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California Blueprint for Fall Prevention

July 2, 2012 Jeff APHM Featured

California Blueprint for Fall Prevention

 Last 2004 experts in health and housing came up with a whitepaper that was titled “ California Blueprint for Fall Prevention”. This White Paper provides background information on the state-of-the-art, best practices for fall prevention. They strongly believe that fall prevention for older adults is an important statewide priority that must occur in the home, community and healthcare settings.

They came up with these major findings and one of the three state of the art solutions is modifying one’s home. (installing grab bars, widening doors, removing clutters, removing threshold, building a walk-in shower, installing ramps etc.)

 Older Californians sustain serious and costly falls each year

 • California has the largest elderly population of any state in the USA, with over 3.8 million Californians age 65 and older. (2002)

 • The risk of fall injury increases dramatically with age. The rate among Californians over age 85 is 57 times higher than Californians aged 20-55 years. Citizens over age 85 are the fastest growing segment of the California population.

 • Approximately one-third of older Californians fall each year, with many of the 1.3 million suffering serious injury, particularly hip fractures and head injuries.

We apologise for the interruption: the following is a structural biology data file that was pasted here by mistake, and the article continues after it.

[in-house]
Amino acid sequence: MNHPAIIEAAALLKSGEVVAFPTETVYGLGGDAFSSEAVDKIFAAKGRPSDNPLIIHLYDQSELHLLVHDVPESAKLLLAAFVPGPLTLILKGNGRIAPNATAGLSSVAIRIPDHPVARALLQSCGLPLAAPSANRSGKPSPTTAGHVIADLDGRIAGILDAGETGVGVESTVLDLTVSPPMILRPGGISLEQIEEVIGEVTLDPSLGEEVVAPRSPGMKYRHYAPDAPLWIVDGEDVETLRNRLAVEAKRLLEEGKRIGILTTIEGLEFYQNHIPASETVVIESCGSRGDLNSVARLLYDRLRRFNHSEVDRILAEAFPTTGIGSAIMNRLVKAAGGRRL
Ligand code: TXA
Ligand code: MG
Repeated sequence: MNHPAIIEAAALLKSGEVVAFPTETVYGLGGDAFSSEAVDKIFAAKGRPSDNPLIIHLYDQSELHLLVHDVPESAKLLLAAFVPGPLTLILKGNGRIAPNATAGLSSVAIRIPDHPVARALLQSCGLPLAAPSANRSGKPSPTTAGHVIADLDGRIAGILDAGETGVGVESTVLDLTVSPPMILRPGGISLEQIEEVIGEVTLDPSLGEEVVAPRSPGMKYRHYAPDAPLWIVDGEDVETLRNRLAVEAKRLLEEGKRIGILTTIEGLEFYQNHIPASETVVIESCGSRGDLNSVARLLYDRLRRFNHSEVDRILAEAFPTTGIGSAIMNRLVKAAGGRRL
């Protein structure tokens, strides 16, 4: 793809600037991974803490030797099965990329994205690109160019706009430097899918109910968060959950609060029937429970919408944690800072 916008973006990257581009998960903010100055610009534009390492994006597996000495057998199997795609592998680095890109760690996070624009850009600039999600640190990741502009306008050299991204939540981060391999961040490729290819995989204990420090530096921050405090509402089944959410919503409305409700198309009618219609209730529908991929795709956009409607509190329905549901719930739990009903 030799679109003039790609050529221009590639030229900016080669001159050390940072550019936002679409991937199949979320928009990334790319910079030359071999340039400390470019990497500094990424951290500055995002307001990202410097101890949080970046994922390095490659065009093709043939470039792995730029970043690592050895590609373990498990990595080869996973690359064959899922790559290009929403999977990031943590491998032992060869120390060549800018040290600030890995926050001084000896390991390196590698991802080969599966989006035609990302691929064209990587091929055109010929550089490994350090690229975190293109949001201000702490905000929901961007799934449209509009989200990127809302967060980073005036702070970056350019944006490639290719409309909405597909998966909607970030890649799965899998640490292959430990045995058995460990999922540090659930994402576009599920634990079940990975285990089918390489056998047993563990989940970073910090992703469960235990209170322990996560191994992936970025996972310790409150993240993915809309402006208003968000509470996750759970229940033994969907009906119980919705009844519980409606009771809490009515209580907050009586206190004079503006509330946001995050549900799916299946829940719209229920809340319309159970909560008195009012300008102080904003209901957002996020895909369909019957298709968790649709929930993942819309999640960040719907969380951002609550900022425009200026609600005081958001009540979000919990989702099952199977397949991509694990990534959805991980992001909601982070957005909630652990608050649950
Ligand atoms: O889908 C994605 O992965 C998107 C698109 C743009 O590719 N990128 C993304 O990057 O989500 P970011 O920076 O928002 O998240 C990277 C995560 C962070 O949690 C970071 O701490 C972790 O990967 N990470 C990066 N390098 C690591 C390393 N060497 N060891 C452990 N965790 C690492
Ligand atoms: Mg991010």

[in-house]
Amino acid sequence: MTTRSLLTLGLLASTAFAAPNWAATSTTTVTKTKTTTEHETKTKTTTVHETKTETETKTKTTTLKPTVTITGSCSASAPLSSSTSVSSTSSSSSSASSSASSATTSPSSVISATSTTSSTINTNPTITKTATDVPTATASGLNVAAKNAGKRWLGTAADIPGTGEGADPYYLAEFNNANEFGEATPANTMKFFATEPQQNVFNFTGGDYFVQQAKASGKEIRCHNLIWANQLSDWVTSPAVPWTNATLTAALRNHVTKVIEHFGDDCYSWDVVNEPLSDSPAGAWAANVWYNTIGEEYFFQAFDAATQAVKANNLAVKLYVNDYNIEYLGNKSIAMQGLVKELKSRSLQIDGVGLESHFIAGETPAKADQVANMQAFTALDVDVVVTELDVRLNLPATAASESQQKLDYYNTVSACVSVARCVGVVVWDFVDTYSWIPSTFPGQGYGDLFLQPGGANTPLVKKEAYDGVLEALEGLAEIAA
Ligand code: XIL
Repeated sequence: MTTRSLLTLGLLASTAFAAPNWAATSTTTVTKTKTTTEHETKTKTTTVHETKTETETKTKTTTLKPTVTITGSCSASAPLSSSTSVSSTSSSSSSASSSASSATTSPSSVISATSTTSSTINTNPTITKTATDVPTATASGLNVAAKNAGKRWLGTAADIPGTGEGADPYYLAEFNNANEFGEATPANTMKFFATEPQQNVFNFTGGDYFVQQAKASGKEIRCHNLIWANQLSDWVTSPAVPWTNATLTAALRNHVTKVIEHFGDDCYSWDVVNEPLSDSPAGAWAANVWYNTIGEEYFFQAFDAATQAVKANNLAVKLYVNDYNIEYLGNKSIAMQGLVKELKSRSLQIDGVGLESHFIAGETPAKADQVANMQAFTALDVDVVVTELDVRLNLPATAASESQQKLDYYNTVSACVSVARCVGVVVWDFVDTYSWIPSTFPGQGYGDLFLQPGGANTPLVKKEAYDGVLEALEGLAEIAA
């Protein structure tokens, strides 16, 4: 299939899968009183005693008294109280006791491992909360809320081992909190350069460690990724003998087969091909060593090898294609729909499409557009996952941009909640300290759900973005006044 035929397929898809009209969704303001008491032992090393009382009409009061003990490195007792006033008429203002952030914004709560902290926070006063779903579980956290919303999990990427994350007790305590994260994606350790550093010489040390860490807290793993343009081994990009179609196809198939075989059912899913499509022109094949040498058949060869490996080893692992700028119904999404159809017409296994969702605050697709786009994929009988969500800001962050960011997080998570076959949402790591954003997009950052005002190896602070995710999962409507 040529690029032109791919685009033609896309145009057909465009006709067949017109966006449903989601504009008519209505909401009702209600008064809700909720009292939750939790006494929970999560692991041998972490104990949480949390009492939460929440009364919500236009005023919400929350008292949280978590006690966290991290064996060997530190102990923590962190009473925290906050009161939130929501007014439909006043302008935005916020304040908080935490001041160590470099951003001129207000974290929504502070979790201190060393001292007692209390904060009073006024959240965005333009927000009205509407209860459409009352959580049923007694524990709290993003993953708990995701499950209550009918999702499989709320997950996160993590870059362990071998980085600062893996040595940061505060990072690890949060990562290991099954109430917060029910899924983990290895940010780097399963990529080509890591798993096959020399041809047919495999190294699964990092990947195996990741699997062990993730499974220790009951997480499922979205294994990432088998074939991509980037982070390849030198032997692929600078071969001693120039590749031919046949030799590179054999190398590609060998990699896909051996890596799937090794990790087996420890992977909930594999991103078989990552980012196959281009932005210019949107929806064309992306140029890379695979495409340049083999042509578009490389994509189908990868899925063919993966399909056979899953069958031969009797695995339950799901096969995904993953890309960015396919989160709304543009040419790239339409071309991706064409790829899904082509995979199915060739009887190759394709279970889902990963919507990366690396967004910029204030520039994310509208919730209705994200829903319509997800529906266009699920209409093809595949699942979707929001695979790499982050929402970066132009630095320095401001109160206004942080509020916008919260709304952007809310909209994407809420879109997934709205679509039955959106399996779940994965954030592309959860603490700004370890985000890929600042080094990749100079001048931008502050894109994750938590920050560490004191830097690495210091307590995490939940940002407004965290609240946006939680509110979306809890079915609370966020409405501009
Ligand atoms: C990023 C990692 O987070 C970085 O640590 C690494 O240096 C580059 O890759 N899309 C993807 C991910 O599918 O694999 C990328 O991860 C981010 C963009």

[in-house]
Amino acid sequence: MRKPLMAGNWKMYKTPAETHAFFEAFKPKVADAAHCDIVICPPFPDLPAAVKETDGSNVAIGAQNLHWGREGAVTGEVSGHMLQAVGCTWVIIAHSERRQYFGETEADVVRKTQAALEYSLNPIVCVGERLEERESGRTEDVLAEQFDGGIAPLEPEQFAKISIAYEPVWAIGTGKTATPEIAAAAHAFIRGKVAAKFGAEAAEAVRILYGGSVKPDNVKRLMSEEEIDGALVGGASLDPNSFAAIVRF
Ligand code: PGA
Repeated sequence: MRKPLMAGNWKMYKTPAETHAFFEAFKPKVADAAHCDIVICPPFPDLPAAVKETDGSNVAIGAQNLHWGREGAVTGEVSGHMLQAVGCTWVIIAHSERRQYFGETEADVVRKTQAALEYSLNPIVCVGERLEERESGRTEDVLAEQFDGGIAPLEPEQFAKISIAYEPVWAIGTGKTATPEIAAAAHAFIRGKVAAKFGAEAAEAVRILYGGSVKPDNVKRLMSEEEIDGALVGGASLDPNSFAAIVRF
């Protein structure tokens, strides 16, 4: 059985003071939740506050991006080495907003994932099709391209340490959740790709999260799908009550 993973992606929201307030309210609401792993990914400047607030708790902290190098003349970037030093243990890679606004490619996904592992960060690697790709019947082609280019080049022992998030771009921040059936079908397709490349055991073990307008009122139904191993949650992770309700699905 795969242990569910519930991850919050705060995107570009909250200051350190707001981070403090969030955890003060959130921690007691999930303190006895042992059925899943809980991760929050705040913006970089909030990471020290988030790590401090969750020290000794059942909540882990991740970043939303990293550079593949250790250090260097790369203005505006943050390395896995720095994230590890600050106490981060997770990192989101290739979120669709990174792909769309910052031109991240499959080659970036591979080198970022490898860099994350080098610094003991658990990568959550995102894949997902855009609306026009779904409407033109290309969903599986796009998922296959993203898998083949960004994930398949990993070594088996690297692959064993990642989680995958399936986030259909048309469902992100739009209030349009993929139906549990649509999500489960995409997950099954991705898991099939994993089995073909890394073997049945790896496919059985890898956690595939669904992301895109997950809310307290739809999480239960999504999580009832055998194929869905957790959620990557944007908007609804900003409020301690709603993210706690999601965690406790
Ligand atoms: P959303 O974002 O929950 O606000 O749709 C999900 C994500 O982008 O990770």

• It is estimated that 213,000 visit the emergency room and more than 60,000 are


 • The estimated total cost of fall injuries per year in California is more than $3.5 billion.

 • More than 40% of those hospitalized for hip fractures never return home or live

independently again and 25% will die within one year.

 • The average estimated medical cost of a senior fall-related hospitalization in California is $30,000.

 • There are ten hospitalizations caused by falls for every hospitalization of a senior Californian caused by a traffic accident.

 • On average, every day in California, two older adults die from fall-related injuries.

The majority of falls can be prevented through proven methods


• Appropriate risk assessment and follow up by healthcare practitioners


• Exercise, strength training and flexibility aimed at reducing falls


• Environmental or Home modifications, such as removing clutters, building ramps, removing door thresholds and installing grab bars.

California Blueprint for Fall Prevention,